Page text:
By Anna Merlan
By Lee Escobedo
By Alice Laussade
By Scott Reitz
By Claire Lawton
By Kiernan Maletsky
By Anna Merlan
The opening credits of the new sci-fi thriller Species are splashed across a panorama of stars while ominous, understated theme music lurks in the background. Veteran monster movie fans might be reminded of Ridley Scott's 1979 Alien by this deliberately hushed but melodramatic beginning.
Audiences will find another link between that classic chiller and this most recent, tongue-in-cheek, fast-paced genre entry. The monster in both movies was designed by sex-obsessed Swiss surrealist H.R. Giger. Whereas Alien exploited an erotic subtext by featuring all manner of vaguely vaginal imagery, Species dispenses with the visual metaphor to focus more bluntly on a vision of reproduction as a ferocious animal instinct that doesn't cotton to social restraints.
Director Roger Donaldson (No Way Out, White Sands) and screenwriter Dennis Feldman are bound to catch some flak because they've chosen to mine a rather tired sexist celluloid cliche--the beautiful, sexually indulgent woman as predator. But folks who dismiss Species as a misogynistic exploitation film are not only missing one of the more entertaining, audience-conscious horror flicks to come along in quite a few years, but deliberately ignoring the sly undercurrent of commentary about gender roles that inspires most of the laughs and the screams.
The filmmakers indicate their eagerness to manipulate us with the very first scene, which features a shattering change of mood that will be repeated, with increasing effect, throughout later sequences. A lovely young woman (Michelle Williams) on the threshold of adolescence awakens from a nightmare to find herself inside a glass cage, surrounded by scientists and military men. Standing above on a catwalk is Dr. Fitch (Ben Kingsley), who can't help but shed a tear even as he watches assistants carry out his grim order--kill this specimen with cyanide gas.
Her eyes meet his from a distance through the glass, and they exchange silent words as the fatal gas fills her transparent prison. Our sympathy has been directed toward this virginal young victim, but we're soon reoriented to the real significance of the situation when she shatters the glass with one punch and escapes on foot at high speed.
This is not just another casualty of the military industry's scientific research agenda, as we're soon to learn--she's a hybrid of human and alien DNA, the latter sent from outer space as part of an ongoing negotiation with an unseen extraterrestrial intelligence. Researchers have learned enough about her physiology to understand she's on a mission to mate, and the lucky guy won't make it till the morning after, much less get to finish a post-coital cigarette.
Species charges out of the gate immediately and rarely stumbles. Most of the action takes place within a 24-hour period, and involves a rag-tag team of investigators assembled by the U.S. government to find and kill this creature before she reproduces. They include bounty hunter Michael Madsen (the ear-slicer from Tarantino's Reservoir Dogs), psychic Forest Whitaker (Bird and The Crying Game), behaviorist Alfred Molina (Prick Up Your Ears and The Perez Family), and zoologist Marge Helgenberger (the TV show "China Beach").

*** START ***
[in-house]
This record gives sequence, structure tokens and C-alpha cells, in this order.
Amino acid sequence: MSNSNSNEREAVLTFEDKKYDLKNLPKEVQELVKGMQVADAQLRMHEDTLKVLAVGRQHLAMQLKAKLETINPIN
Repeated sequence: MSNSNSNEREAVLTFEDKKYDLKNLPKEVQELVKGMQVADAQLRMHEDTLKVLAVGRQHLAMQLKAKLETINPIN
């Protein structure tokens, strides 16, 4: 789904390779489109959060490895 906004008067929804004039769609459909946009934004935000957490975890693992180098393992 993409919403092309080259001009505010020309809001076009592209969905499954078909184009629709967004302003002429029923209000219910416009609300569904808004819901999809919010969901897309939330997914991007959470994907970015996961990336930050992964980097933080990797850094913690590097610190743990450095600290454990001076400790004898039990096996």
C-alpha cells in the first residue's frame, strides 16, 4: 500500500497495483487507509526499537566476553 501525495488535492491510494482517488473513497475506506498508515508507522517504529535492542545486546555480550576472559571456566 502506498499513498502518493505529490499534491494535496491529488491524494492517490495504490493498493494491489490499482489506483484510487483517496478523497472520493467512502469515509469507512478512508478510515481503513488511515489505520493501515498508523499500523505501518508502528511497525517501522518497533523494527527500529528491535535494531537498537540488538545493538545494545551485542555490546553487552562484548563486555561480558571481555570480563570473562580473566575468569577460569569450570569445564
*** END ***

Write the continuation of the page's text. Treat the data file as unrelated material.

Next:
Transforming overnight from scared pubescent to statuesque bombshell on the train in which she's stowed away, our heroine escapes into the sexual jungle that is Los Angeles nightlife. She's a woman of few words, equipped with an ability lots of females might envy--she can sniff out inferior genetic material in potential mates. She gets a room in a sleazy little motel and proceeds to cruise a nearby dance club, absorbing hilarious pick-up banter from other nocturnal predators ("I've got a party to go to, and I want you to take me." "Where is it?" "I don't know...where do you want it to be?")
Species succeeds wonderfully as old-fashioned popcorn diversion for adults, and most of the credit belongs to Donaldson, who stages the film's action as a relentless machine-gun stream of harrowing escapes, abrupt reversals of fortune, and one we-almost-got-her moment after another. The five-person team of hunters travels together as one quarrelsome unit in the grand pop tradition of the monster-hunters from Ghostbusters and the wacky vanful of teenagers and their mutt in the "Scooby Doo" cartoons. This provides the film's other chief source of pleasure--the chance to watch a group of accomplished character actors have themselves one hell of a time. Particularly outstanding are bleary-eyed, sardonic Michael Madsen; the ever-eloquent Forest Whitaker as a psychic with low self-esteem; and brainy Marge Helgenberger, whose own designs on Madsen provide a terrific comic parallel to the exploits of the title creature.
In the non-role of the monster's human form, newcomer Natasha Hendridge has obviously been cast for no better reason than that she looks like an Elle cover model. Ironically, though, Hendridge's icy physical allure is the barrel from which the film's kamikaze feminist message is fired. The men who don't bother to know her beyond her looks discover a nasty surprise--a knockout face and figure disguise an unpredictable creature with an agenda no less mercenary than their own. When sex is treated as an animalistic competition in which both parties are only seeking to meet their own needs--the film says--somebody's gonna get hurt.
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